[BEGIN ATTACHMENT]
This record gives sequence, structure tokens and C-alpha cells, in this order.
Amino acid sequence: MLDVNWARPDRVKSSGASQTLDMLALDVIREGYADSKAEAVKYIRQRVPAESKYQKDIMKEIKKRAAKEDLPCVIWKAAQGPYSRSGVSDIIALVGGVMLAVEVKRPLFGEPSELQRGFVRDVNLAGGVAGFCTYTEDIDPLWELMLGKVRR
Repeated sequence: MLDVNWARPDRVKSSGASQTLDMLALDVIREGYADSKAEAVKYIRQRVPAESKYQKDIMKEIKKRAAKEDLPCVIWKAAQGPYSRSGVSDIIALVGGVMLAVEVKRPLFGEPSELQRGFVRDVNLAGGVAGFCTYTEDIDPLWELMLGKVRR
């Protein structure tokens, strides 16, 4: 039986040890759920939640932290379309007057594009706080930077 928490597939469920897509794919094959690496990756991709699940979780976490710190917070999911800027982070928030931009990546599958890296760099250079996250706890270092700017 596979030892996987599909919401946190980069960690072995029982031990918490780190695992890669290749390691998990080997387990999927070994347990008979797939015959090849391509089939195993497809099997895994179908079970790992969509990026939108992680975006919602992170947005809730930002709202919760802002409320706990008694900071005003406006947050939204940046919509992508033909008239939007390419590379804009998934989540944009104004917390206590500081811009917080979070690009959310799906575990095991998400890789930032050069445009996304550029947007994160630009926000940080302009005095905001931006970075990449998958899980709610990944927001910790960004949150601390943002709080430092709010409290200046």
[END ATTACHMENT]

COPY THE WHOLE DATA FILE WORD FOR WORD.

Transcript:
This record gives sequence, structure tokens and C-alpha cells, in this order.
Amino acid sequence: MLDVNWARPDRVKSSGASQTLDMLALDVIREGYADSKAEAVKYIRQRVPAESKYQKDIMKEIKKRAAKEDLPCVIWKAAQGPYSRSGVSDIIALVGGVMLAVEVKRPLFGEPSELQRGFVRDVNLAGGVAGFCTYTEDIDPLWELMLGKVRR
Repeated sequence: MLDVNWARPDRVKSSGASQTLDMLALDVIREGYADSKAEAVKYIRQRVPAESKYQKDIMKEIKKRAAKEDLPCVIWKAAQGPYSRSGVSDIIALVGGVMLAVEVKRPLFGEPSELQRGFVRDVNLAGGVAGFCTYTEDIDPLWELMLGKVRR
């Protein structure tokens, strides 16, 4: 039986040890759920939640932290379309007057594009706080930077 928490597939469920897509794919094959690496990756991709699940979780976490710190917070999911800027982070928030931009990546599958890296760099250079996250706890270092700017 596979030892996987599909919401946190980069960690072995029982031990918490780190695992890669290749390691998990080997387990999927070994347990008979797939015959090849391509089939195993497809099997895994179908079970790992969509990026939108992680975006919602992170947005809730930002709202919760802002409320706990008694900071005003406006947050939204940046919509992508033909008239939007390419590379804009998934989540944009104004917390206590500081811009917080979070690009959310799906575990095991998400890789930032050069445009996304550029947007994160630009926000940080302009005095905001931006970075990449998958899980709610990944927001910790960004949150601390943002709080430092709010409290200046």